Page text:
The U.S. Department of Justice on Monday unsealed charges against two foreign nationals alleged to be part of the notorious REvil ransomware group that targeted Apple supplier Quanta earlier this year.
Ukrainian national Yaroslav Vasinskyi, 22, was taken into custody in Poland on Oct. 8 and is awaiting extradition proceedings to the U.S. in connection with multiple ransomware attacks, including the hack of IT management firm Kaseya in July.
According to information released by the Justice Department, Vasinskyi allegedly used a Kaseya product to deploy malicious Sodinokibi/REvil code to customers on the company's sprawling network. Similar to other REvil group operations, companies affected in the Kaseya incident found their local data encrypted with no means to regain access without first paying a ransom. The extortion rate was initially set at $70 million for a universal decryptor capable of unlocking systems and terminals tied to the breach.
In addition to Vasinskyi, the DOJ seized $6.1 million in funds that can be traced back to ransom payments received by Yevgeniy Polyanin, 28, a Russian national tied to the REvil outfit. Polyanin is at large and believed to be residing abroad.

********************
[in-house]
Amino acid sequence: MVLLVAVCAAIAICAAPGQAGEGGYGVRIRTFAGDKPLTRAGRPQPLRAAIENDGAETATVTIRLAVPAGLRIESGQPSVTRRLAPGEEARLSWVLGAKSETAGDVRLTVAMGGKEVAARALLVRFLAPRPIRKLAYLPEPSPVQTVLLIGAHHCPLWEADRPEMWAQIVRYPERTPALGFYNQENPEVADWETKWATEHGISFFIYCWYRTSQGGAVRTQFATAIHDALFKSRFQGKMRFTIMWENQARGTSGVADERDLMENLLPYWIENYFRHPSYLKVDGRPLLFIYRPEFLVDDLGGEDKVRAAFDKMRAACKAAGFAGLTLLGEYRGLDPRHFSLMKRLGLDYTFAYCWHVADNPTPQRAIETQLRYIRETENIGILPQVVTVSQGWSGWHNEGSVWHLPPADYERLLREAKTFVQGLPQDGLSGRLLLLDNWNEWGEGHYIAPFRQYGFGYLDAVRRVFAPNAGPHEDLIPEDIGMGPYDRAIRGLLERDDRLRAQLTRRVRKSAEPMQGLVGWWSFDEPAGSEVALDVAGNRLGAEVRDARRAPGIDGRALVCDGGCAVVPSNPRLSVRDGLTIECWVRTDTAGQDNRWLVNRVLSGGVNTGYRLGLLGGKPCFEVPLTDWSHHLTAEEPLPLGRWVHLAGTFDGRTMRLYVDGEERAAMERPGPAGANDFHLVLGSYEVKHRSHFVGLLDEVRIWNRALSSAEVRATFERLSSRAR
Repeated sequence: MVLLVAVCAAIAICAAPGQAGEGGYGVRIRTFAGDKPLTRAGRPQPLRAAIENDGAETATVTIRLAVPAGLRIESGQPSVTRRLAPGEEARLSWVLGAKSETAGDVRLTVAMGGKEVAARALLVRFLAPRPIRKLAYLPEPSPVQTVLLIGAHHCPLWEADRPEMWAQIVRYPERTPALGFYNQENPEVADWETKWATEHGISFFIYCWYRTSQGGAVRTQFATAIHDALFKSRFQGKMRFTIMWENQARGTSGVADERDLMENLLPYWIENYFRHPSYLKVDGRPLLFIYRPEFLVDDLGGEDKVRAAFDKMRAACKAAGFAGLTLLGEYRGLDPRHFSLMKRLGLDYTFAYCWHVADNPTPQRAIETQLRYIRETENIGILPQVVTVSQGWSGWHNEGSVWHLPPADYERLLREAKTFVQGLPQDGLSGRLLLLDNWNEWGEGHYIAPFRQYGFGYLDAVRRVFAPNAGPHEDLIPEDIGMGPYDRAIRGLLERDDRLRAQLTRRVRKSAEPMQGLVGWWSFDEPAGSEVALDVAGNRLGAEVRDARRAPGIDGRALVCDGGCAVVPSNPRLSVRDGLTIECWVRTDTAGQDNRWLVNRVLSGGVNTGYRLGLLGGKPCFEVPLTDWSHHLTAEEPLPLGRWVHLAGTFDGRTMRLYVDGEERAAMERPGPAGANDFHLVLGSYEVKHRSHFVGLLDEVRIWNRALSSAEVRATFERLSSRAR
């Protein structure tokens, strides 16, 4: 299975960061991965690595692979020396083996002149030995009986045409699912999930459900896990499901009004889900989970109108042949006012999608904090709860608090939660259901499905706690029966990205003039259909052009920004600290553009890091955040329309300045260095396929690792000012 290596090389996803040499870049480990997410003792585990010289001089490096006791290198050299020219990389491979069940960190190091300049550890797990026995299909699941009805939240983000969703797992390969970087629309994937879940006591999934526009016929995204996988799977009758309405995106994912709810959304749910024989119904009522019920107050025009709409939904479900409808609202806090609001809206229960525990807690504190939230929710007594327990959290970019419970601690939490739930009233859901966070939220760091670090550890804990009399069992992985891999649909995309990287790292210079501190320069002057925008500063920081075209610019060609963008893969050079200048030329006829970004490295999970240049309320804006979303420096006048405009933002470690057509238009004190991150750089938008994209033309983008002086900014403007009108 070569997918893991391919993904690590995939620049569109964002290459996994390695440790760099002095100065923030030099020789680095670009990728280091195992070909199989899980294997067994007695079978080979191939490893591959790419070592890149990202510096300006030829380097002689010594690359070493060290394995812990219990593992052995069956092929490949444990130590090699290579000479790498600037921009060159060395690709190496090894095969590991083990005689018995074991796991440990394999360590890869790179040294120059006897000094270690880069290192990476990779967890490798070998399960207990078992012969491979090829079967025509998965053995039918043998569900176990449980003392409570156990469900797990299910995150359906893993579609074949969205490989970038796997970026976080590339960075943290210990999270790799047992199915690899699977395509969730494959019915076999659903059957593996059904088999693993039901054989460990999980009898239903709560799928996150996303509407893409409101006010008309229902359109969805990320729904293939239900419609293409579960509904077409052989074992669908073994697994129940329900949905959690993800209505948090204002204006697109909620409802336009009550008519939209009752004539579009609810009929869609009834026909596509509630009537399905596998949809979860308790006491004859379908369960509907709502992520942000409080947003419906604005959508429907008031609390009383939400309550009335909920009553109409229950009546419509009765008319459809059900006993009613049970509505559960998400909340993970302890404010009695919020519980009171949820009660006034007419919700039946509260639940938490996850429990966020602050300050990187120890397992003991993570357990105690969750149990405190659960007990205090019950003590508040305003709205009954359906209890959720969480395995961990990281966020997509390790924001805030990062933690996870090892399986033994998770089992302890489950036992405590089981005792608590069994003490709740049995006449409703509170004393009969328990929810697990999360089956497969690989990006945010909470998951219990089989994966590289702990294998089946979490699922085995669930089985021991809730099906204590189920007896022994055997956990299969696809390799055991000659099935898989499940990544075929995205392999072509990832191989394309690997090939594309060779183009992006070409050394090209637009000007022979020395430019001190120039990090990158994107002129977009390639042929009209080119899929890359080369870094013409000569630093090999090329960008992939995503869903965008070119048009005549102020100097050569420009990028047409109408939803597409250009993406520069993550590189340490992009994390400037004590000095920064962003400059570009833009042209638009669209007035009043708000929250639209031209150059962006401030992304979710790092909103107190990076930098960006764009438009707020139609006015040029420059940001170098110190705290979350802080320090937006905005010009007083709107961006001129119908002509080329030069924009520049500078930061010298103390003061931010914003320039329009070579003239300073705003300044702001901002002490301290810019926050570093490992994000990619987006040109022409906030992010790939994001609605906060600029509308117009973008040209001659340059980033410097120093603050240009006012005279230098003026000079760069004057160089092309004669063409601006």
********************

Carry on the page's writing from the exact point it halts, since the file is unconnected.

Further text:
Both Vasinskyi and Polyanin are charged with conspiracy to commit fraud and related activity in connection with computers, substantive counts of damage to protected computers and conspiracy to commit money laundering, the DOJ said. If convicted of all counts, the alleged REvil members face jail time of 115 and 145 years, respectively.
"The arrest of Yaroslav Vasinskyi, the charges against Yevgeniy Polyanin and seizure of $6.1 million of his assets, and the arrests of two other Sodinokibi/REvil actors in Romania are the culmination of close collaboration with our international, U.S. government and especially our private sector partners," said FBI Director Christopher Wray. "The FBI has worked creatively and relentlessly to counter the criminal hackers behind Sodinokibi/REvil. Ransomware groups like them pose a serious, unacceptable threat to our safety and our economic well-being. We will continue to broadly target their actors and facilitators, their infrastructure, and their money, wherever in the world those might be."
While not mentioned in today's release, REvil was linked to the April hack of Apple supplier Quanta. The group threatened to release "confidential drawings" of future Apple Watch, MacBook Air and MacBook Pro models if a $50 million ransom wasn't paid. To validate the hack, REvil leaked a handful of schematics claiming to show purported next-generation MacBook Air and MacBook Pro models, the latter of which proved to be accurate.
In October, it was reported that the FBI, U.S. Cyber Command, and the Secret Service partnered with unnamed foreign allies to hack REvil's infrastructure, effectively taking the group offline.